Glenn Kenny

@ bill: I should have been a little clearer. Certain images in "Heaven" may nod to Wyeth, to Turner, to Grant Wood, even, but for Thomson to say that every frame aspired to what Thomson sees as Wyeth's "sentimental, decorous spacioucness" is very off base. The multiplicity of art references is one clue as to how; the fact that both unruly emotion and uncooperative nature eventually overturn that decorousness moots Thomson's argument.

@ Irving Thalberg: That's a fantastic, and persuasive, breakdown of the ultimate desolation of "The New World." I think in terms of cinematic style I prefer to 172-minute-cut, based on the "in for a penny, in for a pound" principle, but believe that the tragedy Malick wants to address might be better served in a version even shorter than the 135-minute one; remember that both "Badlands" and "Days of Heaven" are both barely over 90 minutes. Maybe the problem isn't how much Malick edits, but how much he shoots. (And I understand that lovers of "World" may well balk, and argue that the sprawl is the point.)


Steven, I'm not sure if this was your intent, but I'm inferring from your post that directors who "depend greatly on the editing room to find the film" are somehow not doing it the right way, and I strongly disagree with that. While one could argue that the arrival of digital editing caused Malick to have TOO many choices (and an easier way of executing them), using post-production in this searching fashion has been his method going back at least as far as Days of Heaven. And it's a process that Wong Kar-Wai, Jacques Rivette, and I imagine David Lynch (just to name a few) have certainly used to great effect on numerous occasions. I don't think having a clear road map to where you're going, at least for some brilliant artists, is a necessity.


I loved The Thin Red Line when I first saw it (I saw it 5 times in the theater, in fact) but my disappointment in The New World has retroactively soured my opinion of it. I think Steven is right in saying The New World feels like a film "found" in the editing room. Thin Red Line now feels that way to me too but, at the time of its original release, the "chaotic" feel seemed justified by the subject matter. Now, I'm not so sure.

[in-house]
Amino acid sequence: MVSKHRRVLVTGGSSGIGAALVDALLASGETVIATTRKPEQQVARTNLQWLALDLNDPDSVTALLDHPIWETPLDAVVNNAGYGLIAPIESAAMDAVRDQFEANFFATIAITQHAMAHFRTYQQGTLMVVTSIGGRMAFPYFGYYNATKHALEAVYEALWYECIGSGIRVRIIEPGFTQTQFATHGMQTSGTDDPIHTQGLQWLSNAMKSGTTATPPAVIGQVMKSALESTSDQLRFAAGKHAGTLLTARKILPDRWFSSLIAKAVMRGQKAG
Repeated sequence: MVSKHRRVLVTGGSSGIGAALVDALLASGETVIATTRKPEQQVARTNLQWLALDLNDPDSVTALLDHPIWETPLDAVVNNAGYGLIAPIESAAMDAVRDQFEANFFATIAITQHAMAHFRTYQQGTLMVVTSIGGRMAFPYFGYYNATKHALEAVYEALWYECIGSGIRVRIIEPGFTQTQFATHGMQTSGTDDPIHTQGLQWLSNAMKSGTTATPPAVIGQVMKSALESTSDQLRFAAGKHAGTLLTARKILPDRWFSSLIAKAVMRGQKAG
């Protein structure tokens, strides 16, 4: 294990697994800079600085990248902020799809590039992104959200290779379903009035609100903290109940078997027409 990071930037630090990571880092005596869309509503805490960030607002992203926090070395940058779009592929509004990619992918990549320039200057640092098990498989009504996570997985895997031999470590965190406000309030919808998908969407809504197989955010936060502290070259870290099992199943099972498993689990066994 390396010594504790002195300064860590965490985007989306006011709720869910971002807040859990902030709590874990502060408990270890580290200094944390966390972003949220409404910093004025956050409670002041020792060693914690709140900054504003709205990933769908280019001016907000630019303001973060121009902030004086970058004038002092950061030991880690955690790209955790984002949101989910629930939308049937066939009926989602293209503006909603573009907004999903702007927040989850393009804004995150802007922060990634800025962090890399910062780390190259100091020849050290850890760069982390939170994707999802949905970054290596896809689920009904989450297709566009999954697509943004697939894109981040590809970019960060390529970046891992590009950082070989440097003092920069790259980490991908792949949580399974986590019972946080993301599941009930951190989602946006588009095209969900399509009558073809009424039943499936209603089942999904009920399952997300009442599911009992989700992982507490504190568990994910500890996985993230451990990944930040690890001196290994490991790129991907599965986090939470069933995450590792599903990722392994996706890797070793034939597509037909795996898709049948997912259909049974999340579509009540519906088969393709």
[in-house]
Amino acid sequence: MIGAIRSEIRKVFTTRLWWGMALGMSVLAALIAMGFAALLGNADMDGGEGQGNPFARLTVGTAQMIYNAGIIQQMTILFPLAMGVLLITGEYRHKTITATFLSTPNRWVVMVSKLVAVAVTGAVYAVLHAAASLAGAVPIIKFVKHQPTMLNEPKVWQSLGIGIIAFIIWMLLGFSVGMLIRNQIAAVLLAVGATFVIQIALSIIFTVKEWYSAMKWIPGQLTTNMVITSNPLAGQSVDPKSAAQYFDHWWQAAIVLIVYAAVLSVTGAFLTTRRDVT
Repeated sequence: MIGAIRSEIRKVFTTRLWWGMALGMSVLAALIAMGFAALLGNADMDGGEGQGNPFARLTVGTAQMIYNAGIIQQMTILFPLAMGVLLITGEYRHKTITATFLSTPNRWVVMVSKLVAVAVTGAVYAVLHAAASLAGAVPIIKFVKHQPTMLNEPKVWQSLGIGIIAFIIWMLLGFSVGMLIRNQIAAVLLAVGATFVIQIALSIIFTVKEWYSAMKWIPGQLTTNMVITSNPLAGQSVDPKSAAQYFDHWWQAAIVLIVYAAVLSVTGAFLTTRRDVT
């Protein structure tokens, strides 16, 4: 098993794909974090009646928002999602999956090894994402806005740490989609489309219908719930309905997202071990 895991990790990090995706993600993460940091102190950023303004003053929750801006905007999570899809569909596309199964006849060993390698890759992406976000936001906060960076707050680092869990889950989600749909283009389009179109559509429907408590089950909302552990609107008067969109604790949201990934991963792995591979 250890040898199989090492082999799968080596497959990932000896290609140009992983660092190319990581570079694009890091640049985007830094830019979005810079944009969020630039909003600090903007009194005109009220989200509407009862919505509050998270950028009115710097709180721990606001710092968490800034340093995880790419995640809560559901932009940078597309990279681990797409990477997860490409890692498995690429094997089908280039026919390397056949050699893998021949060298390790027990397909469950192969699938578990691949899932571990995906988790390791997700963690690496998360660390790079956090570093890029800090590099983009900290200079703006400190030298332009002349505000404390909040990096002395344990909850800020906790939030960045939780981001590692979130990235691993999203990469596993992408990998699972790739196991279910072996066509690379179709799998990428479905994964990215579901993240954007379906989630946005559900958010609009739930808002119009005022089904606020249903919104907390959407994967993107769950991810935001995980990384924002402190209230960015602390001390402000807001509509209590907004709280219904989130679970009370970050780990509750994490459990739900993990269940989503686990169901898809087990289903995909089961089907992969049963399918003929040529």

Of course, there are stories about Malick's improvisational shooting methods on Badlands and Heaven but those films sure feel a hell of a lot more rigorous and not like he shot a million feet of film and then decided how to cobble it all together afterward.

On an unrelated note, I saw Looney Tunes: Back in Action yesterday solely on Glenn's advice. What an amazing film!

Michael Dempsey

"The New World" is a thrilling contemplation of the enigma that we creatures on the face of the Earth exist at all (a concern found throughout Terrence Malick's work to date), the strangeness that this apparently commonplace fact takes on when viewed from an askew angle, the frustrations of trying to fathom it (nobody mentions any deity), and the bedrock truch of personal love that trumps every other element in this mystery.

For example:

During most of the film, the emphasis is on the strangeness of the "new world" to the English. But then, from the perspective of the girl known to us as Pocahontas, who is seeing it for the first time, Seventeenth-Century London becomes as enigmatic, confusing, and intoxicating as Virginia is to the Jamestown colonists. The grimy streets packed with peddlers and carriages, the people of many lands (black people included), the monumental buildings and their fixtures, the manicured parklands and country homes, the interiors of the royal palace are as wondrously perplexing and yet elating to her as anything in her homeland is to the English invaders. Both parts of the film's world become equally "new," equally mysterious, depending on who is encountering them for the first time.

The high point, Pocahontas' meeting with the king and the queen, scored to Mozart airs, is one of the most lyrically heady episodes in film history. Everything in the palace -- the fixtures, the decor, the clothing worn by the courtiers, the augustness of the royals -- becomes a source of enchantment to her, and the audience gets to experience it fully.

There is no sentimentality in "The New World". Instead, there is rapture.

Dylan P.